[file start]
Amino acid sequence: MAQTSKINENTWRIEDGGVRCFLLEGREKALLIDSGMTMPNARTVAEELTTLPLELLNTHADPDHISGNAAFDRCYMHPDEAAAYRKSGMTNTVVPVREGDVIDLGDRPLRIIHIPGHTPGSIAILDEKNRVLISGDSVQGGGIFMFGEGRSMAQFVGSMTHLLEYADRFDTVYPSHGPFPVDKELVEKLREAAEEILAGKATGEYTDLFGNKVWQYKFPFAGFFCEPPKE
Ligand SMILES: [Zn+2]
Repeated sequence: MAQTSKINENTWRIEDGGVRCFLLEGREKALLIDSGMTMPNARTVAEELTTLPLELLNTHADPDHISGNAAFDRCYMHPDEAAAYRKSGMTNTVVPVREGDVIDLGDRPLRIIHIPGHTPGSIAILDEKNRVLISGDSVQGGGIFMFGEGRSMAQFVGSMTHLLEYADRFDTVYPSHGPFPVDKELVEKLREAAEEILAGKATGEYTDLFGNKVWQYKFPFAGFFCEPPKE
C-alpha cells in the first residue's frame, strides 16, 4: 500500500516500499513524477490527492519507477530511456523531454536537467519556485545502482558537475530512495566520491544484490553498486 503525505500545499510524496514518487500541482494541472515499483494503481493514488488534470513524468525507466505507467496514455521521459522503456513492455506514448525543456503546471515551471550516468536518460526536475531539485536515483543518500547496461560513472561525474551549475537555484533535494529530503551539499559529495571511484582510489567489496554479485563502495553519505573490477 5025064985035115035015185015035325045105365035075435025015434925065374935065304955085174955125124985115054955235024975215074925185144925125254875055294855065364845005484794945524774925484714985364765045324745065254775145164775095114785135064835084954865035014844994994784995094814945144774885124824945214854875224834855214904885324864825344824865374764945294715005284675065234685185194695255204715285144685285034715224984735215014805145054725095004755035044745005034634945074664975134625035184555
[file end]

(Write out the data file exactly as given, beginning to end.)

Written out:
Amino acid sequence: MAQTSKINENTWRIEDGGVRCFLLEGREKALLIDSGMTMPNARTVAEELTTLPLELLNTHADPDHISGNAAFDRCYMHPDEAAAYRKSGMTNTVVPVREGDVIDLGDRPLRIIHIPGHTPGSIAILDEKNRVLISGDSVQGGGIFMFGEGRSMAQFVGSMTHLLEYADRFDTVYPSHGPFPVDKELVEKLREAAEEILAGKATGEYTDLFGNKVWQYKFPFAGFFCEPPKE
Ligand SMILES: [Zn+2]
Repeated sequence: MAQTSKINENTWRIEDGGVRCFLLEGREKALLIDSGMTMPNARTVAEELTTLPLELLNTHADPDHISGNAAFDRCYMHPDEAAAYRKSGMTNTVVPVREGDVIDLGDRPLRIIHIPGHTPGSIAILDEKNRVLISGDSVQGGGIFMFGEGRSMAQFVGSMTHLLEYADRFDTVYPSHGPFPVDKELVEKLREAAEEILAGKATGEYTDLFGNKVWQYKFPFAGFFCEPPKE
C-alpha cells in the first residue's frame, strides 16, 4: 500500500516500499513524477490527492519507477530511456523531454536537467519556485545502482558537475530512495566520491544484490553498486 503525505500545499510524496514518487500541482494541472515499483494503481493514488488534470513524468525507466505507467496514455521521459522503456513492455506514448525543456503546471515551471550516468536518460526536475531539485536515483543518500547496461560513472561525474551549475537555484533535494529530503551539499559529495571511484582510489567489496554479485563502495553519505573490477 5025064985035115035015185015035325045105365035075435025015434925065374935065304955085174955125124985115054955235024975215074925185144925125254875055294855065364845005484794945524774925484714985364765045324745065254775145164775095114785135064835084954865035014844994994784995094814945144774885124824945214854875224834855214904885324864825344824865374764945294715005284675065234685185194695255204715285144685285034715224984735215014805145054725095004755035044745005034634945074664975134625035184555